Colorado's economic growth will be among the 10 best of all states in the country, according to the 2016 economic outlook from University of Colorado Boulder’s Leeds School of Business.
The annual Colorado Business Forum will be held Monday in Denver.
The trend for employment growth over the last two years is slightly down and the outlook predicts the state will continue to see a tightening work force and talent gap going into 2016.
“We’re going to continue to need to bring in a workforce from outside the state of Colorado in order to fill our employment needs," CU economist Richard Wobbekind said.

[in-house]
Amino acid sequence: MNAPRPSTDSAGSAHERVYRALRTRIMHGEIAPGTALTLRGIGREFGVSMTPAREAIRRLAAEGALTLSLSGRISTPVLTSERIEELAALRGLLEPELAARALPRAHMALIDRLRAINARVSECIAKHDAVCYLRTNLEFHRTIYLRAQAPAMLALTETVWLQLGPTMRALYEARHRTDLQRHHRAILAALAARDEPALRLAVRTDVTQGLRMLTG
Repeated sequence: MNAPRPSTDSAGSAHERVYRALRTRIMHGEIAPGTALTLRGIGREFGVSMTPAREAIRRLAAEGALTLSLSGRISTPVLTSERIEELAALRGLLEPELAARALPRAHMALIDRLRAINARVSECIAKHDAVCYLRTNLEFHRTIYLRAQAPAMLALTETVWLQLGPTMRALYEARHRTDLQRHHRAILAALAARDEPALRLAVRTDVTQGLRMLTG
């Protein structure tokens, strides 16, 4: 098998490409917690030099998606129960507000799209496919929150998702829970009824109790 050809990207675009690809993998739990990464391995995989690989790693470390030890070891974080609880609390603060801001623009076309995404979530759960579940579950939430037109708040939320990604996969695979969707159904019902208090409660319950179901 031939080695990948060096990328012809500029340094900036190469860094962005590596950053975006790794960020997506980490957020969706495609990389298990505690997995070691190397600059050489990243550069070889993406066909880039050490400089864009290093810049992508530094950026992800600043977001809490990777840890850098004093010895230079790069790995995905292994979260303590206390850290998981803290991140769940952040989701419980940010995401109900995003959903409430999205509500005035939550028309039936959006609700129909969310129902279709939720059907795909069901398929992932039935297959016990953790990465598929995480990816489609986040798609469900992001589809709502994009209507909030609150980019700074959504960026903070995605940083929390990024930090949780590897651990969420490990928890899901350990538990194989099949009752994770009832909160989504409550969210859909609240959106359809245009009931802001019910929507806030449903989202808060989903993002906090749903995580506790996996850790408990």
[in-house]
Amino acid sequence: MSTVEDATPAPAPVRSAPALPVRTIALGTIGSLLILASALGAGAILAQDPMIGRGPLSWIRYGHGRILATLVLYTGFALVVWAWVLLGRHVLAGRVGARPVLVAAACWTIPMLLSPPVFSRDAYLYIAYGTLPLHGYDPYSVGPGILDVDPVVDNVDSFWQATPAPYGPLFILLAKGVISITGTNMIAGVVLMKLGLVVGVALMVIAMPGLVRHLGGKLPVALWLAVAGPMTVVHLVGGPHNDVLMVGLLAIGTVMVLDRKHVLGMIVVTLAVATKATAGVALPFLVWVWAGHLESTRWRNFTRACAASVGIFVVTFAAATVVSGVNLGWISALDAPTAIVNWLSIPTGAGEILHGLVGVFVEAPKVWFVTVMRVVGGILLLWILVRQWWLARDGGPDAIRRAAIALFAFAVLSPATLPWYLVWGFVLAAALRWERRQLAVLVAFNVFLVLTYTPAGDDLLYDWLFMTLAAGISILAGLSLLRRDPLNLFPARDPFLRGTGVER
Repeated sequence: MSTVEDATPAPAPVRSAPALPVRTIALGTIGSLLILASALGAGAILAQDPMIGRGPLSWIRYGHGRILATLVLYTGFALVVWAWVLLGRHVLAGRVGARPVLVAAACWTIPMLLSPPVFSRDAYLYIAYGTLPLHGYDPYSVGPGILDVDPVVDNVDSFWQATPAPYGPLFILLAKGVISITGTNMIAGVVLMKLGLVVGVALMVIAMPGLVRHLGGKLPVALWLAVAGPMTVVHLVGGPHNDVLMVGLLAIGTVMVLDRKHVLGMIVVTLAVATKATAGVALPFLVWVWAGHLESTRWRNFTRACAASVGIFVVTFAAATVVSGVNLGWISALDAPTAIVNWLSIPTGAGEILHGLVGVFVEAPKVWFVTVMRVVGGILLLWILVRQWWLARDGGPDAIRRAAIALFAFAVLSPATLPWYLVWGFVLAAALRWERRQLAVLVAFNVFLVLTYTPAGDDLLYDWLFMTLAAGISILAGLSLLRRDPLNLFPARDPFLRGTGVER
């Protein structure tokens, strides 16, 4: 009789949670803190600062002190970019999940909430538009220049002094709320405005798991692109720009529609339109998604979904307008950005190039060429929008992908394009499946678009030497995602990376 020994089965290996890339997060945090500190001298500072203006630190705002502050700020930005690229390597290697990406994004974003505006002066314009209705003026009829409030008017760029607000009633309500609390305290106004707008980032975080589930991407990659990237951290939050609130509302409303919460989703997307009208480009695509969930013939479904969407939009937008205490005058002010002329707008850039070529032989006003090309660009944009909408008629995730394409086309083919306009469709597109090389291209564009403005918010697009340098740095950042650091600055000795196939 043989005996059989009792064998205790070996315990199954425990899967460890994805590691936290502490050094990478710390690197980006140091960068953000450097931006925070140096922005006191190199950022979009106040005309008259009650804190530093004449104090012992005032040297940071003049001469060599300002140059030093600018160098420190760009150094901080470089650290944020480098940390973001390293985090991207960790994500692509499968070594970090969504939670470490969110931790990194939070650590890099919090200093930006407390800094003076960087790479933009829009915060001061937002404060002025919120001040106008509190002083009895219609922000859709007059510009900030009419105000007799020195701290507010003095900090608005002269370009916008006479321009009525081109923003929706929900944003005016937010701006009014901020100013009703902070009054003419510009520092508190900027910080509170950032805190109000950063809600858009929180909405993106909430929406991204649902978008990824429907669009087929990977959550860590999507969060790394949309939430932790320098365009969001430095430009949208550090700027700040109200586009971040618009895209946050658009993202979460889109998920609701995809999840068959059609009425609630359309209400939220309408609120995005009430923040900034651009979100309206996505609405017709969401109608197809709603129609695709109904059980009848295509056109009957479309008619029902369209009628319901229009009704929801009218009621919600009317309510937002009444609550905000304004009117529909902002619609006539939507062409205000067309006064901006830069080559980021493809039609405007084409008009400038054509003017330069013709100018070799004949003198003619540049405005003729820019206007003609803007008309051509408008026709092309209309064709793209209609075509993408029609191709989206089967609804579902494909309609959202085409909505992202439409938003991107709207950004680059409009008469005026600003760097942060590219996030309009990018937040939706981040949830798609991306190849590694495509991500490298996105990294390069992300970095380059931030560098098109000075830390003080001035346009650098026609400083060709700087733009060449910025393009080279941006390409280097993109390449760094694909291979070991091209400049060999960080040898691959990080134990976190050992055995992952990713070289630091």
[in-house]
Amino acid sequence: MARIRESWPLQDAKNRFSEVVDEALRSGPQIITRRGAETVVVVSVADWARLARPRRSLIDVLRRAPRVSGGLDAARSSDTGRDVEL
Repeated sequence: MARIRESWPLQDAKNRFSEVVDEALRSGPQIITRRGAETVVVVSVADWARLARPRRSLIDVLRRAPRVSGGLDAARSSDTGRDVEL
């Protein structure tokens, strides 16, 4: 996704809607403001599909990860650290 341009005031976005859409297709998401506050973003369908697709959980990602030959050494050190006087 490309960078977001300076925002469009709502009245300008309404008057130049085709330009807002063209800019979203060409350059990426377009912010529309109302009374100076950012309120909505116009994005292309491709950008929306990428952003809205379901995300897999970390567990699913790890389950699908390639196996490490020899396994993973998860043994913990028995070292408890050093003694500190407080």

Colorado is not producing enough engineers, scientists and computer programmers, he said. And the shortage of workers is broad-based, from the retail sector to specialized construction workers.
But with low unemployment in the state, Wobbekind expects wages will go up for a lot of people.
“Wages are going to have to rise if employers want to fill empty positions and that should be a good thing for both the individual and also household incomes which have been stagnant since the recession,” he said.
They’re predicting state agriculture revenues to go down, mostly because cattle and dairy prices are falling as costs rise.